Gen Y sometimes gets a bad rap. We’ve all heard the stereotypes by now — we’re lazy, we’re spoiled, we’re arrogant, we’re not willing to pay our dues, and we want to do work that we truly love. We want work-life balance, we don’t want to settle, and most of all – we’re entitled.

I’ll admit this: for a while, I thought some of these stereotypes about my generation were…true. But even worse, I felt like our generation was indifferent to social change. As an Economics major, I felt like everyone around me wanted to join investment banking or consulting, and wanted to catapult to the top of the corporate ladder right away. They didn’t want to waste a second before making tons of money. But really, that didn’t make me tick. I wanted something more than just profit – a meaningful career where I could truly contribute something, while also doing what I loved.

As I learned more about social issues, I realized – Gen Y is passionate about social change. But where are these powerful voices? Most of the people writing about issues like health, education, humanitarian aid, human rights, environmental issues, or politics are all much older. Many of them are distinguished academics, aid workers, NGO professionals. True, young people our age don’t always have the experience to discuss these issues at length — I’m not pretending I’m any expert. But I am willing to learn, and I want to write at least what I do know, so that I’m getting my voice out there. But in the blogosphere, so few of our generation are even engaging in the conversation about social change. Most of the Gen Y conversation centers around careers, work-life balance, personal branding, and topics related to marketing and media.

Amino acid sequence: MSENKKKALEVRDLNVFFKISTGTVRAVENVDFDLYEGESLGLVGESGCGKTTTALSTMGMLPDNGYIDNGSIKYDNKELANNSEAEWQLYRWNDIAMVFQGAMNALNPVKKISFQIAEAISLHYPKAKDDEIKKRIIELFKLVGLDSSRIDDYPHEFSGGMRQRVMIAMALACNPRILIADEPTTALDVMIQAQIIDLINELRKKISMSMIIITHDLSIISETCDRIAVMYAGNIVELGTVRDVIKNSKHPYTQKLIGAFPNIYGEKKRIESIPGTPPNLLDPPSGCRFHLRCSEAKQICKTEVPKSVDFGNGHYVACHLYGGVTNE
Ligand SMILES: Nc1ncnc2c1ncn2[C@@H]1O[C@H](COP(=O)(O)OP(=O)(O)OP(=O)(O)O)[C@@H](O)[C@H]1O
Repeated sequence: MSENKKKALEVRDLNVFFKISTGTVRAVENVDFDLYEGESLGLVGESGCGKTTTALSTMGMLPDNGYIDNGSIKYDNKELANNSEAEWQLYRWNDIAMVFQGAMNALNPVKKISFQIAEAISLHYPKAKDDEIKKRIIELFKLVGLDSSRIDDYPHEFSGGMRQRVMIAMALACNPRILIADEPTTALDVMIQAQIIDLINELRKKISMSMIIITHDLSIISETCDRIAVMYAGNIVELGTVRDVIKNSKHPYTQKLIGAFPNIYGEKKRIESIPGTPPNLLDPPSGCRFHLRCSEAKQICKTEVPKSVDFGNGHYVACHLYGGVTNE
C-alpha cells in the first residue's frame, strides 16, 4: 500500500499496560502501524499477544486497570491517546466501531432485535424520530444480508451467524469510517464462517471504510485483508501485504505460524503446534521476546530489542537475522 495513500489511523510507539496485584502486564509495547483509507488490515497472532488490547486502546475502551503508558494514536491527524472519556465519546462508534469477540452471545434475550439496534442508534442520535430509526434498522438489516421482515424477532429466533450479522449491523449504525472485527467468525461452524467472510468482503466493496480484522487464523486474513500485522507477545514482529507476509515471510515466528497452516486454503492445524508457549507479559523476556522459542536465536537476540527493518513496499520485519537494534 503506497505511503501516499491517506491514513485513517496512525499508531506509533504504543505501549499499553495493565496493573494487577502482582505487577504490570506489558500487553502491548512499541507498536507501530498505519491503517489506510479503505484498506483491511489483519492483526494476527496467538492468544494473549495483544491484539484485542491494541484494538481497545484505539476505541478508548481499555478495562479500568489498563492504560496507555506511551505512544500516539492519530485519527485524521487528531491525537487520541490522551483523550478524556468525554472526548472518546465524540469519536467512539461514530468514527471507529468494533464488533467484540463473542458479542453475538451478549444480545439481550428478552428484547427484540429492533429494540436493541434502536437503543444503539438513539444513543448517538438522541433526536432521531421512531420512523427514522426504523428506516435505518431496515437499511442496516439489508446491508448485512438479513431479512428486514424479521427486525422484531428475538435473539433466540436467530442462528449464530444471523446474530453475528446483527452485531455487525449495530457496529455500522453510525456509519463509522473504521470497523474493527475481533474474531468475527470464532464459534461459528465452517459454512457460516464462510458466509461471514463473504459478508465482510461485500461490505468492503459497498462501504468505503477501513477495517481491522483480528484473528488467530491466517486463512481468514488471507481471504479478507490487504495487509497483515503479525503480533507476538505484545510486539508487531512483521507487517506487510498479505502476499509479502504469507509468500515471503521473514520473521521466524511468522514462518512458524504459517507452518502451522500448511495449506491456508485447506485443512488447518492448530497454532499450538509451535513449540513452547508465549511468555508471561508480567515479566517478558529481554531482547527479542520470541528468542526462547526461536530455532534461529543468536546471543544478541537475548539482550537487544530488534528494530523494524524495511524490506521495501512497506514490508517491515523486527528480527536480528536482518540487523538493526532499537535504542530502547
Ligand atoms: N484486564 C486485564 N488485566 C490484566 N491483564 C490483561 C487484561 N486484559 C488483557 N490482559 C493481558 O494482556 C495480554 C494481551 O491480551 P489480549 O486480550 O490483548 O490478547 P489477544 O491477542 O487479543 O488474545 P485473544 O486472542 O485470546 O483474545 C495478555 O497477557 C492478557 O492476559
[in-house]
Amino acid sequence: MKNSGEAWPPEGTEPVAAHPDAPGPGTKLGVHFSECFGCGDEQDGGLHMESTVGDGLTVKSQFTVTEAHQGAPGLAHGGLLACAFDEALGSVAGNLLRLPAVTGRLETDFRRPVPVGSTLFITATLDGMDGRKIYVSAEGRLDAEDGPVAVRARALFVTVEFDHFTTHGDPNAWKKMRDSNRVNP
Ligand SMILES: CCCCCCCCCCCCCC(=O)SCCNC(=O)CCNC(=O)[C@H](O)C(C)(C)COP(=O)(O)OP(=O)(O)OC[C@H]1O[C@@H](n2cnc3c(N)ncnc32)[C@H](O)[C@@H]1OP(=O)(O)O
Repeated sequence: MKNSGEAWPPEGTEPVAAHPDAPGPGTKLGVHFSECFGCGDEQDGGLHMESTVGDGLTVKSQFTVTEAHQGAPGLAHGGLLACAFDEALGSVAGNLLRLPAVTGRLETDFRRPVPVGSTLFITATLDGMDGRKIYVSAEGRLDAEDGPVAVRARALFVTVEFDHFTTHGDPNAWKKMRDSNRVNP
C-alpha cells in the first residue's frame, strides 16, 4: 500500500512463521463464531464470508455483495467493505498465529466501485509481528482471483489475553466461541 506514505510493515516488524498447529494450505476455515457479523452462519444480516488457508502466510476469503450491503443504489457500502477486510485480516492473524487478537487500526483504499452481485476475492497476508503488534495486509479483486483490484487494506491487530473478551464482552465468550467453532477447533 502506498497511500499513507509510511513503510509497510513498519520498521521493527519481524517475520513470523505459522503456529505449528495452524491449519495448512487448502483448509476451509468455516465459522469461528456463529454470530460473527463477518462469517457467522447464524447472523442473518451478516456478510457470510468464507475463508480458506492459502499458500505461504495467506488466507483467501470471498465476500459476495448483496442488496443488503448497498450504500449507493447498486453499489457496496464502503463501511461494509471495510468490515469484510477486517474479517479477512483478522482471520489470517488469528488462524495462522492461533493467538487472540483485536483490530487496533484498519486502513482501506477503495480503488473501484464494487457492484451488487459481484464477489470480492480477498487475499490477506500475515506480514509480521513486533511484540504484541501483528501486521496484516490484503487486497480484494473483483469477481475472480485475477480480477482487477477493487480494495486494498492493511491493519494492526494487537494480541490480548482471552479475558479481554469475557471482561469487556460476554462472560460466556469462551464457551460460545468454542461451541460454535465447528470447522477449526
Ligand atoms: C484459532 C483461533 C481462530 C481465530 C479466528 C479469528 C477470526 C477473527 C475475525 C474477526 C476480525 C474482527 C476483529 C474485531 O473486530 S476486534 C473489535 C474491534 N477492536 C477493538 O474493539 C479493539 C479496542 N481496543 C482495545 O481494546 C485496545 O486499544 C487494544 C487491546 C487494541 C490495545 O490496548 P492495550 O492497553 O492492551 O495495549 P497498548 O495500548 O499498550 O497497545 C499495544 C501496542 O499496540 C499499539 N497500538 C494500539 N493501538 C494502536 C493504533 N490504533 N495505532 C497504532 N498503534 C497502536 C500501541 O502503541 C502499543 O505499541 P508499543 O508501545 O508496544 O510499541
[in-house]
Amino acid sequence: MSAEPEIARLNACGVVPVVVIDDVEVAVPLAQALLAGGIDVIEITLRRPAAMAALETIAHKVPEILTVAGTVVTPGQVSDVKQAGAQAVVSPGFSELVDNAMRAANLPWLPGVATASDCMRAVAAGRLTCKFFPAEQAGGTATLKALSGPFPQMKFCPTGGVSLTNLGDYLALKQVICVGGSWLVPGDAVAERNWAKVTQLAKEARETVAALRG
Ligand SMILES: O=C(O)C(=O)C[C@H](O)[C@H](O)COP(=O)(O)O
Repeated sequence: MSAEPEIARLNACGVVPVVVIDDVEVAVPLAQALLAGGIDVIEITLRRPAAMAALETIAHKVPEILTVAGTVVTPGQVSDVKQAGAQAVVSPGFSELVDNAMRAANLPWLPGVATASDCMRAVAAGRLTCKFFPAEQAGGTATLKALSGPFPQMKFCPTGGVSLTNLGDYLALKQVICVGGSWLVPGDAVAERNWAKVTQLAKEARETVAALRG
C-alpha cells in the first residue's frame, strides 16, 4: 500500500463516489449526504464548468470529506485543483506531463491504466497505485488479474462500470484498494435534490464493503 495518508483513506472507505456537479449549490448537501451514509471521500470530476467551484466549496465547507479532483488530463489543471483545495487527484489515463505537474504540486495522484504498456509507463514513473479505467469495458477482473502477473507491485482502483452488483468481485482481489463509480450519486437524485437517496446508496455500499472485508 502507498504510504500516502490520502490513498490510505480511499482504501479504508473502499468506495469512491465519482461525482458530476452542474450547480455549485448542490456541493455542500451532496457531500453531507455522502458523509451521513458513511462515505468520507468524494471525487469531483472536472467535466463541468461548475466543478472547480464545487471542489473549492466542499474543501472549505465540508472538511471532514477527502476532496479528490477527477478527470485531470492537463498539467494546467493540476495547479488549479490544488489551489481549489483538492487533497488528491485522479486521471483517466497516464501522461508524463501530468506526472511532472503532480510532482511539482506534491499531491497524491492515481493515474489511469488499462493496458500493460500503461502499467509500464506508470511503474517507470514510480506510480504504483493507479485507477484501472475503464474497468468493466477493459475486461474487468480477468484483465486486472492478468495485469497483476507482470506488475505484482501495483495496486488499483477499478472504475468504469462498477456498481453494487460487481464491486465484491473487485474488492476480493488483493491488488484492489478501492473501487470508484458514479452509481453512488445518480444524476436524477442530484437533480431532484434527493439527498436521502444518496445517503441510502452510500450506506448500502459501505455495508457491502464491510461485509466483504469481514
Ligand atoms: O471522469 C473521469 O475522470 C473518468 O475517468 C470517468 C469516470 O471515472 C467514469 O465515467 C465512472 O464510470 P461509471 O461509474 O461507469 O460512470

All that is great, but we need more than this to tackle the challenges of our time. We need young people to actively care about social issues and to do something about it. The first step, I believe, is education: before we can truly add value and take action in a truly meaningful way, we have to gain a deeper understanding of critical social issues. And one way we can do this is through writing, blogging, reading, sharing our knowledge, and learning from one another.

So this week will mark the beginning of “Be the Change” – a series of guest posts from my fellow Gen Yers related to social change. I hope that in the next few weeks, the guest posts that we see will inspire you and teach you about critical social issues. I hope they encourage you to take action, and convince you that social change is important. I hope they cause you to look inwards and reflect — what issues do you care about too? I hope they help dispel some stereotypical notions of Gen Y, by showing that we are working towards change. And most of all: everyone has a role in social change, and I hope that bringing together some of the passionate, intelligent voices of our generation confirm this.

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